Michael Burke, Ph.D., associate professor and director of the honors program at SJC Brooklyn, was featured last month on C.A.F.E. 229, a public affairs program produced by the Buddhist Tzu Chi Foundation, in conversation with C.A.F.E. 229 host Joanne Chang.
During the interview, Dr. Burke presented strategies he employed during his ethics course to help students engage deeply with different moral concepts, and how to apply them to everyday life, specifically highlighting the use of thought experiments through mapping different scenarios to teach students how to navigate moral dilemmas.
Among the examples he cited during the Jan. 21 talk was the story of Navy SEAL Marcus Luttrell in the movie and book “Last Survivor,” where he and his team were presented with the choice of killing local goat herders or releasing them in rural Afghanistan, using the unwinding story to have the students apply moral theory to the situation without arousing their inborn intuitions and biases.
Dr. Burke then went on to pose the “Trolley Problem,” featured in the popular television program, “The Good Place.” This scenario finds an individual is faced with the decision of either allowing a runaway trolley to run over five people bound to the track or throwing the track switch and diverting the trolley to a different track where only one person would be killed.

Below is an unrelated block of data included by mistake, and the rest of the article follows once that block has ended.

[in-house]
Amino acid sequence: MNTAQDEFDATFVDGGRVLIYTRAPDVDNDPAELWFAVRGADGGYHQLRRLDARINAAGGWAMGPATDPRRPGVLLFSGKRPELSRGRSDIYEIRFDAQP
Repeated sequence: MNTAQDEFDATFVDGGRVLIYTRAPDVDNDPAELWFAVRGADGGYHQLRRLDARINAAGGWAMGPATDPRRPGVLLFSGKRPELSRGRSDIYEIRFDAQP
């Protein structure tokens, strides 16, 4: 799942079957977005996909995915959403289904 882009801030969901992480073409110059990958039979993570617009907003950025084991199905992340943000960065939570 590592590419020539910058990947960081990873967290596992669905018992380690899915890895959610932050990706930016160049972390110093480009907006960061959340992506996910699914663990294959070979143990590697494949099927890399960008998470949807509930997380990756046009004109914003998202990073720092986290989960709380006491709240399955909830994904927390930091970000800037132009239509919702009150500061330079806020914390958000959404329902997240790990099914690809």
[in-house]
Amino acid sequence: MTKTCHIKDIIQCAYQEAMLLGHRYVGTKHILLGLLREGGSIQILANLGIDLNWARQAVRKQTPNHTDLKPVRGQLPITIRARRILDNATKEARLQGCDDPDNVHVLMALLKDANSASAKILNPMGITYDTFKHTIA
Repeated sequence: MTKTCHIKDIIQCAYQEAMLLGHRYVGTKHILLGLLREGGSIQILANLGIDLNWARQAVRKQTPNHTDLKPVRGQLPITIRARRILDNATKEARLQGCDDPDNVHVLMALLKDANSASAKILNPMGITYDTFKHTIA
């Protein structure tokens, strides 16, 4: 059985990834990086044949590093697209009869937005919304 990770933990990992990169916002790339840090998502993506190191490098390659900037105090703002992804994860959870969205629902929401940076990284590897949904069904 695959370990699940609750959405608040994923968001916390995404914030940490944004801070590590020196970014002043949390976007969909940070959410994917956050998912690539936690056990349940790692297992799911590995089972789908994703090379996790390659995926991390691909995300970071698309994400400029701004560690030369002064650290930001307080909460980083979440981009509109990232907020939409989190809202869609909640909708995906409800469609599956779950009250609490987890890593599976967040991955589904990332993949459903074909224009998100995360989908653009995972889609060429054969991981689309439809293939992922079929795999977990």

Through these vignettes, he went on to further explore the themes of utilitarianism (the most good for the most people), negative responsibility (i.e. when is an individual morally wrong for their inaction), and where an individual’s obligation to others begins.
These concepts were front and center in light of the challenges posed by the ongoing global pandemic, where medical professionals were confronted with their own unique “trolley problem,” forced to ration scant supplies, such as ventilators and monoclonal antibodies among the sickest patients they treated.
Check out the full interview below…
With the scope of the pandemic reaching every corner of the world with the most terrible of consequences, Dr. Burke posits that these concepts and exercises are more relevant than ever.
“It’s important to expand our moral imagination, consider these moral intuitions and how we reflect on them, how they impact us,” Dr. Burke said. “We live in an increasingly connected society, both on an economically fundamental level……through the Internet……we’re so interconnected that our actions impact the lives of everyone.”